When it comes to Fabio Viviani's philosophy on cooking, we know a few things: he's bold, he's brash, he's big on beautiful cuts of meat and he's an even bigger fan of unforgettable flavor combinations that are inspired by his native Italy.
From his mouthwatering meat dishes on Top Chef to his forthcoming cookbook, Fabio's American Home Kitchen, he's mastered the art of planning cool dinner parties in the heat while putting a spin on tried-and-true American favorites.
With summer just around the corner, it's the ideal time to give some of Fabio's perfected entertaining tips a try. Here are some of Fabio's pointers for serving great meals this Memorial Day and beyond, and they come straight from the meat maestro's playbook.
Take your favorite American BBQ classics and inject them with some unexpected (and Italian!) flavor infusions.
Want to make a good burger? That's fantastic. You can add some smoked mozzarella to it instead of using American cheese. You can caramelize your onion with a touch of balsamic. You can add some fresh sliced Italian tomato to it. Instead of using lettuce, use red radicchio. It's delicious! That's what I'm talking about [with Fabio's American Home Kitchen]: familiar food and flavor profile from America tweaked with my very own taste.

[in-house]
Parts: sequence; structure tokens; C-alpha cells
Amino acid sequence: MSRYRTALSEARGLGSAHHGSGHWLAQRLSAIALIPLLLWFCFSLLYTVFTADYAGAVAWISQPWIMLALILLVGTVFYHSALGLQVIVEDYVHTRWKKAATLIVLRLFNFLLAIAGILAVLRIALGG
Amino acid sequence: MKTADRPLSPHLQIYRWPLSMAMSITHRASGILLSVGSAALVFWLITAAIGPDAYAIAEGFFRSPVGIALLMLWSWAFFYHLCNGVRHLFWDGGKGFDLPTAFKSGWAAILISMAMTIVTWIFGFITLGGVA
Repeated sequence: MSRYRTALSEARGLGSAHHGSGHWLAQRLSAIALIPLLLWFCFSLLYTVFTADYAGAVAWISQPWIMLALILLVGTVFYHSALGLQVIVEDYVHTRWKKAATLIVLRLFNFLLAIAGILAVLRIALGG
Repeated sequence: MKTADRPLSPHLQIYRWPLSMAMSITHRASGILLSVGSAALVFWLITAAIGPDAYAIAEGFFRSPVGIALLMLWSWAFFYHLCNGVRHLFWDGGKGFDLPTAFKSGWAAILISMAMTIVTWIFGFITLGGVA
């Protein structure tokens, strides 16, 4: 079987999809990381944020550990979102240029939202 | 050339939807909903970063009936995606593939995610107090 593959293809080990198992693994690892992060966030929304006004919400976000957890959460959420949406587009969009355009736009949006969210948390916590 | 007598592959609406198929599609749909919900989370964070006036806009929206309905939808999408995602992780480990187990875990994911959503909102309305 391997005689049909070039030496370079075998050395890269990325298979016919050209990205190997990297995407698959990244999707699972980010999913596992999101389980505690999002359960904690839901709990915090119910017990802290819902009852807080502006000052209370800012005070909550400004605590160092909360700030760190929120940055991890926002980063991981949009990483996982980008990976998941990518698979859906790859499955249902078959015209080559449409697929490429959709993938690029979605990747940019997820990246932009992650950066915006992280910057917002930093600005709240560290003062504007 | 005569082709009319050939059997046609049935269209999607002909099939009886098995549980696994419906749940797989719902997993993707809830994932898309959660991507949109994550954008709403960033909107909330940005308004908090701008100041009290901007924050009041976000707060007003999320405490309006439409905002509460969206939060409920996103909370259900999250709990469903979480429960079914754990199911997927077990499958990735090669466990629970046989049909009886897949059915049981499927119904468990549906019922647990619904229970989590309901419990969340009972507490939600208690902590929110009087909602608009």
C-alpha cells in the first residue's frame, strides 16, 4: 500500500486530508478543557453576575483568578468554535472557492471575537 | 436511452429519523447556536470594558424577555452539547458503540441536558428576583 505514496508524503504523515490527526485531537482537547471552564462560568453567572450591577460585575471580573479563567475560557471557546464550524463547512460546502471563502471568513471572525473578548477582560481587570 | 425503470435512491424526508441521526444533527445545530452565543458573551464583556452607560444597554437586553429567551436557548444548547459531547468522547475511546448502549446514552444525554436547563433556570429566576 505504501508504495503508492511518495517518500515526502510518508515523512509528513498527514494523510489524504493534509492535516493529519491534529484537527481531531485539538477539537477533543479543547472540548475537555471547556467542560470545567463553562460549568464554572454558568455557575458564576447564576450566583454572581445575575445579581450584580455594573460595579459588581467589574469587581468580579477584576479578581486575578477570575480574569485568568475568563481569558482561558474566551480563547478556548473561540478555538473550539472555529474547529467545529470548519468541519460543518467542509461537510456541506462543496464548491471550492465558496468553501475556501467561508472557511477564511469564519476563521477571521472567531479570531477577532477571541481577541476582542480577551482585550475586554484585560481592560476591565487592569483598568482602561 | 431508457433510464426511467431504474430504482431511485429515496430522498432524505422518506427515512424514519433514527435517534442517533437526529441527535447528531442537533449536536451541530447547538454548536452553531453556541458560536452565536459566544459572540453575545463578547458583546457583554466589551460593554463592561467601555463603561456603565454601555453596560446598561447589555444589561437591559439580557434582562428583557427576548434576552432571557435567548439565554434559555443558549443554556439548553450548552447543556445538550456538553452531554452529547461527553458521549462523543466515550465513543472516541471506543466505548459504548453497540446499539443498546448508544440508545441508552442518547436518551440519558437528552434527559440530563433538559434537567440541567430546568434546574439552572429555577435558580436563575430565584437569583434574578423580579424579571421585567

"Fresh" and "cool" are your favorite words when it comes to planning a summer holiday or dinner party menu
A perfect meal for a summer dinner party: roasted asparagus, burrata, hazelnut vinaigrette with chopped hazelnuts and good balsamic vinegar, and a braised and then pressed chunk of cold pork belly. Perfect summer dish! There's nothing hot on the [table], which makes it perfect for summer. You get a lot of veggies: you get asparagus, you get nuts, you get the Gremolata, some pea tendrils. And there's pork belly, because year round, it's time for pork belly, but since it's summertime, it's not hot braised or fried. It's braised and cold and light. It's perfect.
A great grill tip? Leave your meat alone!
Get a piece of steak, season it perfectly and then leave it alone. Stop flipping it. Stop moving it. Stop moving it back and forth! Let it cook on one side, flip it, and then let it cook on the other side. Grill marks? Really, guys? What are we, French in the '80s? Who gives a s--t?!
No grill? No problem: get creative with a cast iron skillet and bring outdoor flavors into your kitchen at home
Cast iron [skillet], some butter—maybe some brown butter—and you pop [a steak] in the oven with a lid on it. It will create a cooking chamber that will remind you of a home version of a broiler. That could be a good alternative for outdoor grilling!
Which one of Fabio's grilling tips is your favorite? Do you have any summer entertaining advice to share? Let us know in the comments!
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